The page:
A Florida City Made It Illegal for Homeless People to Cover Themselves With Blankets
Pensacola has gone all-in in the run for Most Horrible City on the Planet with its "camping ordinance."
What is that, you ask?
Why, it's a law that prevents homeless people from covering themselves up with a blanket, and yes, this is a real thing, and yes, OF COURSE this is happening in Florida.
So far, attempts to have the city repeal the ordinance have fallen on deaf ears.
Maybe they think if enough homeless people die from exposure, the homelessness problem in Pensacola will vanish? BRILLIANT!
However, a Change.org petition to have the ordinance repealed has been on the internet for a few weeks now and has already hit more than 10,000 signatures.
Of course, when the City Council was putting this law together in 2013, people protested.
Not shocking, because of horribleness.
But the city decided to ignore the protests and went with the ordinance anyway.
Not shocking, because, Florida!
Apparently, the city wanted to put an end to what it called "camping," because it's considered detrimental to sanitation, public health, and safety. Or do you people NOT remember that the Great Chicago Fire of 1871 was started by a blanket?!
The ordinance also stipulates that camping has a detrimental effect on Pensacola's "aesthetics."
Because having human people without a place to live covering themselves with a blanket is just plain icky to look at, you guys.
Specifically, the ordinance says that it's illegal for a person to be "adjacent to or inside a tent or sleeping bag, or atop and/or covered by materials such as a bedroll, cardboard, newspapers, or inside some form of temporary shelter."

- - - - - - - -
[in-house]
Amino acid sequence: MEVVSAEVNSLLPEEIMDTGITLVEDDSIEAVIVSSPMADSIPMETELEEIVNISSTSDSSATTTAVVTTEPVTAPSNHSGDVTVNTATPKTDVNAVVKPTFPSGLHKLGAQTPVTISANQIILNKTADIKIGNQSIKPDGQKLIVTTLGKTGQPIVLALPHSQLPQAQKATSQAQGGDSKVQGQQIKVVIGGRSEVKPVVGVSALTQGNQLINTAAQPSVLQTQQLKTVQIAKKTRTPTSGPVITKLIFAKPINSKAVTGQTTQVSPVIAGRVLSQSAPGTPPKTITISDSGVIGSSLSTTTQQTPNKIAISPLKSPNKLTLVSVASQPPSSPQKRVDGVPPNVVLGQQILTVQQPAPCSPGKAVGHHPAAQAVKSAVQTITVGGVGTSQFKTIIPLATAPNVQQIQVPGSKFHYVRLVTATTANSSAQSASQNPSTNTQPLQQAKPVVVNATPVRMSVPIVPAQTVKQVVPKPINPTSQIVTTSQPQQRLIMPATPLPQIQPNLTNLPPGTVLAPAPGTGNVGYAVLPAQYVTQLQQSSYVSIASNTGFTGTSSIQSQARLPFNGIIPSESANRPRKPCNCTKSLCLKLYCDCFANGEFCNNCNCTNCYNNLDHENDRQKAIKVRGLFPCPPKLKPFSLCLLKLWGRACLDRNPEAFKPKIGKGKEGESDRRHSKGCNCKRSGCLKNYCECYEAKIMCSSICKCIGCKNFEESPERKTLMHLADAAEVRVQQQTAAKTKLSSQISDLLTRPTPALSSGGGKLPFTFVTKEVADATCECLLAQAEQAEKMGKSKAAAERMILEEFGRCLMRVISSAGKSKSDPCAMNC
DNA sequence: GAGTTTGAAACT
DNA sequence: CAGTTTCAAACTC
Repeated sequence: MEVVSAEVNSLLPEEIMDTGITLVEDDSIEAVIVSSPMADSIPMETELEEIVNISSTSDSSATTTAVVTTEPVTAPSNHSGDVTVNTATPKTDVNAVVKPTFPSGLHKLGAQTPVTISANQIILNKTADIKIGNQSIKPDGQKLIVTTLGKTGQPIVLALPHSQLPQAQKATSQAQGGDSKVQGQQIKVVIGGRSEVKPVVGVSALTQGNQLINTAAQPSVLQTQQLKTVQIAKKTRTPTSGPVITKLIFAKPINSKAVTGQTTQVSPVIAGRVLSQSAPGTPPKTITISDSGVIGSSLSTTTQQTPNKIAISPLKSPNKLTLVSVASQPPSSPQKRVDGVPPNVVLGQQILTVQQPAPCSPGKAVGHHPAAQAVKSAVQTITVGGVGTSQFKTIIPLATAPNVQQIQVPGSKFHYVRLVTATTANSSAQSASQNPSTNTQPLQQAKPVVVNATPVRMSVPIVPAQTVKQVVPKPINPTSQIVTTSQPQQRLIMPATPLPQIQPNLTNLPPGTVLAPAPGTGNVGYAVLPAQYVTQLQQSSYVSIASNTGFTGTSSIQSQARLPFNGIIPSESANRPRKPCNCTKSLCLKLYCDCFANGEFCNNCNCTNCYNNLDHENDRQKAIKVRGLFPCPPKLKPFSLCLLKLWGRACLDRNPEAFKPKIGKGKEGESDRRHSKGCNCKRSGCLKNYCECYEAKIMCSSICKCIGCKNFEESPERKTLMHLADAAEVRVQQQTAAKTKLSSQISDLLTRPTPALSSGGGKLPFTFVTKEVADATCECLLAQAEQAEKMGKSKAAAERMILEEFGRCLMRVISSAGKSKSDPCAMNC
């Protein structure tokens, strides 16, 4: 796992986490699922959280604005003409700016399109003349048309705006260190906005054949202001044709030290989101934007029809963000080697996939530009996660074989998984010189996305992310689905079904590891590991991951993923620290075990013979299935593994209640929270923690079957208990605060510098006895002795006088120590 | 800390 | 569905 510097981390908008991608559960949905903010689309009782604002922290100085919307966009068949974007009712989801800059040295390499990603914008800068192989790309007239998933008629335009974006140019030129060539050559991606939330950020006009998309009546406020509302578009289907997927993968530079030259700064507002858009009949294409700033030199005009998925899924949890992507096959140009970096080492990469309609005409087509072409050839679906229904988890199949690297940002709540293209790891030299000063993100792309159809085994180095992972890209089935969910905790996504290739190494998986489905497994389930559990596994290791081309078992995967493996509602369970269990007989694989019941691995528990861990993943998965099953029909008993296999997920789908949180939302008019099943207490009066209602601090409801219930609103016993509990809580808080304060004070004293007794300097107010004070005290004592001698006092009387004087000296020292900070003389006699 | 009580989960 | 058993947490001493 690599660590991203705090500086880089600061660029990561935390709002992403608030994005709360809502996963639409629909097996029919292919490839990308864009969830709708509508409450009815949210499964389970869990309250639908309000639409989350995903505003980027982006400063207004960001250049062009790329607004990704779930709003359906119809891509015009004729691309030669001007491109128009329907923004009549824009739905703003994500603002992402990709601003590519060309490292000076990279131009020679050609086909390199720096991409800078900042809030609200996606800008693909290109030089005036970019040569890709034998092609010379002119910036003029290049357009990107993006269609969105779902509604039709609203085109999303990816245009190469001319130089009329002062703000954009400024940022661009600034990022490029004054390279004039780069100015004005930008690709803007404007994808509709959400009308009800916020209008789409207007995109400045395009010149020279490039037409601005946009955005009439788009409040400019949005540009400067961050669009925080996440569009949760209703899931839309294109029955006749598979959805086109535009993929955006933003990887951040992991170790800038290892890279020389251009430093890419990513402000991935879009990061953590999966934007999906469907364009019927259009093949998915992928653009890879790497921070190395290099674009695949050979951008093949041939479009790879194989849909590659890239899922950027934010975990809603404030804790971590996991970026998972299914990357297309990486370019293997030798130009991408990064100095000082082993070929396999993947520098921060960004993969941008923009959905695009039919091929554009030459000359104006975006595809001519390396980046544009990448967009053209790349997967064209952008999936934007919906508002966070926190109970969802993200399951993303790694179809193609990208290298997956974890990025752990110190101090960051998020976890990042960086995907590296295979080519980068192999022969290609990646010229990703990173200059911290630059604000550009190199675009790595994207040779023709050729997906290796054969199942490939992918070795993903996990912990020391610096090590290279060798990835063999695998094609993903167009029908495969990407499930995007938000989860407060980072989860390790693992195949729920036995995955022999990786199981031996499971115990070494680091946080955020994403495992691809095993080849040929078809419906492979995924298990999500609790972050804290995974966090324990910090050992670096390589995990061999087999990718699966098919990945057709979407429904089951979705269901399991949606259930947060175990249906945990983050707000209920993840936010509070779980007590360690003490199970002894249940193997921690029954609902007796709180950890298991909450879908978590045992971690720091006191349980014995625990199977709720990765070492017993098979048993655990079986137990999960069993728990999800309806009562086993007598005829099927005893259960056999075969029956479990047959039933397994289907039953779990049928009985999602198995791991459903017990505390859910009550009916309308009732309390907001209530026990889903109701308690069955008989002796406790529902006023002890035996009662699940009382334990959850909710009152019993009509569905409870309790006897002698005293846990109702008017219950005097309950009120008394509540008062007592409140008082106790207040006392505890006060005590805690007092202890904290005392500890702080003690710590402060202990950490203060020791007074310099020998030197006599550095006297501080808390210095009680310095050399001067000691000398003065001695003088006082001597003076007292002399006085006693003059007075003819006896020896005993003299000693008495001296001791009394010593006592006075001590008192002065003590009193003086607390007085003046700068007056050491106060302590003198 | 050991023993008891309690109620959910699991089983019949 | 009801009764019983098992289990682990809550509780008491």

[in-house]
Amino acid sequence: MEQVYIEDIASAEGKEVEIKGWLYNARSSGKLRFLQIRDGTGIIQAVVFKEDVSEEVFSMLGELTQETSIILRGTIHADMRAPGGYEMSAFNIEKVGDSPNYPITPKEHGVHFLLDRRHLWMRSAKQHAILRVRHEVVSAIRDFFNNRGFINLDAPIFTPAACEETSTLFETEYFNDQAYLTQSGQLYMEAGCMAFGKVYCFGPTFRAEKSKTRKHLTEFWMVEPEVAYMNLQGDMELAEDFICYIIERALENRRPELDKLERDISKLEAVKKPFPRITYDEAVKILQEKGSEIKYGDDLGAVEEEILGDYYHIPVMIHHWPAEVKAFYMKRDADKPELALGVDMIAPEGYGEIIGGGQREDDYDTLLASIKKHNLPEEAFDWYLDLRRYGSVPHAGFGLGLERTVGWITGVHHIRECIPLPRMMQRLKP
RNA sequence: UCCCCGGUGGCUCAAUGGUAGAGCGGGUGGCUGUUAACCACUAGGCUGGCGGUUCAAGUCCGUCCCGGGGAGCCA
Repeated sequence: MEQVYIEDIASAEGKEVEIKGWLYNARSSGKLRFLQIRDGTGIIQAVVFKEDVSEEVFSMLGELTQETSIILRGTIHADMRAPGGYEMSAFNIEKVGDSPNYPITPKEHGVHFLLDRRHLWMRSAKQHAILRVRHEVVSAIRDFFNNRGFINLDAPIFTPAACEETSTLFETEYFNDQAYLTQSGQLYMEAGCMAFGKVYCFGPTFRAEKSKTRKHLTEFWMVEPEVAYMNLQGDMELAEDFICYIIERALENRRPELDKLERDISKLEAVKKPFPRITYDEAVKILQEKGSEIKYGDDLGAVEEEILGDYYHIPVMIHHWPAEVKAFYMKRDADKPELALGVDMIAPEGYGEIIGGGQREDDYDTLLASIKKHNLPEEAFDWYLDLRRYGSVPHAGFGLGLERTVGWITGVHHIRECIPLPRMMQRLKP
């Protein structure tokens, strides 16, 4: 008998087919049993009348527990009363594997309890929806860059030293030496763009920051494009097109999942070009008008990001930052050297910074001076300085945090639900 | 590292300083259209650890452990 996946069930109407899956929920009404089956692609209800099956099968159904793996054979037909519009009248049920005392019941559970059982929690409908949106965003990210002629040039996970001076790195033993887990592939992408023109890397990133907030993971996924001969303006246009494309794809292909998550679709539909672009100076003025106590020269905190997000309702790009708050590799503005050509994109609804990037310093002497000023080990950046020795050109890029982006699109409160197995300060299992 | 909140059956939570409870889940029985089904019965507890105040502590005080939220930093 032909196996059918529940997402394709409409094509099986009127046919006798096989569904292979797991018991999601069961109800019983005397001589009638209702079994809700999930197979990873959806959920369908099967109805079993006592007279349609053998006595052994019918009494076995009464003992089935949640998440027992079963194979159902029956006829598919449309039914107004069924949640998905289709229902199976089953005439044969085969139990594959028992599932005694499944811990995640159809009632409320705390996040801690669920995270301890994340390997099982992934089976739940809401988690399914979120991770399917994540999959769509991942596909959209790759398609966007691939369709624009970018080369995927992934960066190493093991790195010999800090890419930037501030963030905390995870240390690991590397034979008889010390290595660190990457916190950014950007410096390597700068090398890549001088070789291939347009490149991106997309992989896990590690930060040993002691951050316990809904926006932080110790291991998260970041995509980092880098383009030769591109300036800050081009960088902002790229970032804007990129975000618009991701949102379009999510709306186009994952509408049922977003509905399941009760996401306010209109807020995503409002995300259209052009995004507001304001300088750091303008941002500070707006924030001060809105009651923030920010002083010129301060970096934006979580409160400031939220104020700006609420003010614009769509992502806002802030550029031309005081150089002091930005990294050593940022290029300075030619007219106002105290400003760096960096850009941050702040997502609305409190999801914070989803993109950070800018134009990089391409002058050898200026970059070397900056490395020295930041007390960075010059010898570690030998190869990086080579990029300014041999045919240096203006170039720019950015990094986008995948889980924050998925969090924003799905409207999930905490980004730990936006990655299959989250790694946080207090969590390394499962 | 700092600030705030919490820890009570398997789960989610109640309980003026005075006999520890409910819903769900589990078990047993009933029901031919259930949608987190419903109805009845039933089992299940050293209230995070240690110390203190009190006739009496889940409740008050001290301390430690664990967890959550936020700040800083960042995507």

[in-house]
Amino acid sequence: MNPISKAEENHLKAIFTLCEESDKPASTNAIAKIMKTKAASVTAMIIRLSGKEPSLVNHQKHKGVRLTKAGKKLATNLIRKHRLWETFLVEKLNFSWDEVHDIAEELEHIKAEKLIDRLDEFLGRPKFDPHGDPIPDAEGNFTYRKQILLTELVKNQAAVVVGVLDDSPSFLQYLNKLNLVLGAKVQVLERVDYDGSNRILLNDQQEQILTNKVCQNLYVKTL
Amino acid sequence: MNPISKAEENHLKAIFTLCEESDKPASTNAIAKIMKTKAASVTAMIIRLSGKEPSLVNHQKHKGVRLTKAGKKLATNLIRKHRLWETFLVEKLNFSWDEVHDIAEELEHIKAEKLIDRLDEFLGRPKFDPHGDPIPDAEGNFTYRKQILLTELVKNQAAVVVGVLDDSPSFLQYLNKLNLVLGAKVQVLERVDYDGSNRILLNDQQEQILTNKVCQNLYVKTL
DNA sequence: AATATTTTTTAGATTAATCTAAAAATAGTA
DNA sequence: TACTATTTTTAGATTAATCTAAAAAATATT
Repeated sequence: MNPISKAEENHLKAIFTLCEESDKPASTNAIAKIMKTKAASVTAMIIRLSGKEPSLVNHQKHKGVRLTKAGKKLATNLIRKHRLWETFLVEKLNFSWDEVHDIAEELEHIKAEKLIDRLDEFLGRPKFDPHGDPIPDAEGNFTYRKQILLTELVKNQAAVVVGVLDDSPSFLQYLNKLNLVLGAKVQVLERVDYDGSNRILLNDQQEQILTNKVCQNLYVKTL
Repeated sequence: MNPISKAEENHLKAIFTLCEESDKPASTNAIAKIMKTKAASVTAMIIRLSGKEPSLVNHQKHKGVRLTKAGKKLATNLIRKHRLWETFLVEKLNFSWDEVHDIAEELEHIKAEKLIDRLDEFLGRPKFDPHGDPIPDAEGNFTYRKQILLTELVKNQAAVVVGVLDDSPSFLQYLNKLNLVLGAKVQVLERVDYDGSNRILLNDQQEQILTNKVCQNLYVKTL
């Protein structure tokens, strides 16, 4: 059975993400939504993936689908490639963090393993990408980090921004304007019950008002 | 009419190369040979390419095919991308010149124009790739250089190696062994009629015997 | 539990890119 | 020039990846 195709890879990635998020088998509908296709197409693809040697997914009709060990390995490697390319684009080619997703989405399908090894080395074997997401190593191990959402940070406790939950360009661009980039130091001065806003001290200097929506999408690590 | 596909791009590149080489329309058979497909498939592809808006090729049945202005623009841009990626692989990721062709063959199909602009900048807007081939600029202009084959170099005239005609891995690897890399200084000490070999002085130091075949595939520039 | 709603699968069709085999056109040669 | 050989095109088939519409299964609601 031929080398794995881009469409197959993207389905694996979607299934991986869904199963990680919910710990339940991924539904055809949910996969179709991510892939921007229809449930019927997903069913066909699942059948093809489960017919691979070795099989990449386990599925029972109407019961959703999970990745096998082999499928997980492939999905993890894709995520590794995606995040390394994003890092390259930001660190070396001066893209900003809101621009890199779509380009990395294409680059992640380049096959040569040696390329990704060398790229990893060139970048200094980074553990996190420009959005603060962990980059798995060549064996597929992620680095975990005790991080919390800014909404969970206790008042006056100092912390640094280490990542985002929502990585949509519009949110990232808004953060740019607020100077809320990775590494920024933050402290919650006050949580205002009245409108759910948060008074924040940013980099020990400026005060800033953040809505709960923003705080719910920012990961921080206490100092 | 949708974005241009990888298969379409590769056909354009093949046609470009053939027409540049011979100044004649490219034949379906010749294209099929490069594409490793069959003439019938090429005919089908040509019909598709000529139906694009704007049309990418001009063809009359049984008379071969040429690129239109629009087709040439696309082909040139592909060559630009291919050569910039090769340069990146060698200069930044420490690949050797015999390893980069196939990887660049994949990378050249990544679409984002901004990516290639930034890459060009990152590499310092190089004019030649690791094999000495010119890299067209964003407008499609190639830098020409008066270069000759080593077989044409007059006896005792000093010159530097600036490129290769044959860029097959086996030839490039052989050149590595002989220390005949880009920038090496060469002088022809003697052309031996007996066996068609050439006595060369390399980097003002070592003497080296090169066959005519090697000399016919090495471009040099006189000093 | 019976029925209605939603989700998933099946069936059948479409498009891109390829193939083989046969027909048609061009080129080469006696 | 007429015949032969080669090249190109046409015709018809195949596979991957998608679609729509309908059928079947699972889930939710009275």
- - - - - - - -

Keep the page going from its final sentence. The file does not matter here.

So, good news, homeless people: If you have anything other than a blanket, cardboard, newspaper, tent, or sleeping bag to cover yourself with -- you're golden!
Maybe cover yourself with fish? THAT's not listed in the ordinance. Ha. Ha. Nice try, City Council people!
In addition to collecting signatures, the makers of the Change.org petition are asking those interested in things like compassion, empathy, and common fucking human decency to email the Pensacola mayor about those things.
Until then, thanks to Pensacola, Florida remains the place where a person without a home is a far greater risk to public safety than a guy who goes around shooting unarmed people and getting away with it.
You can sign the petition here.
Get the This Week's Top Stories Newsletter
Every week we collect the latest news, music and arts stories — along with film and food reviews and the best things to do this week — so that you’ll never miss New Times Broward-Palm Beach's biggest stories.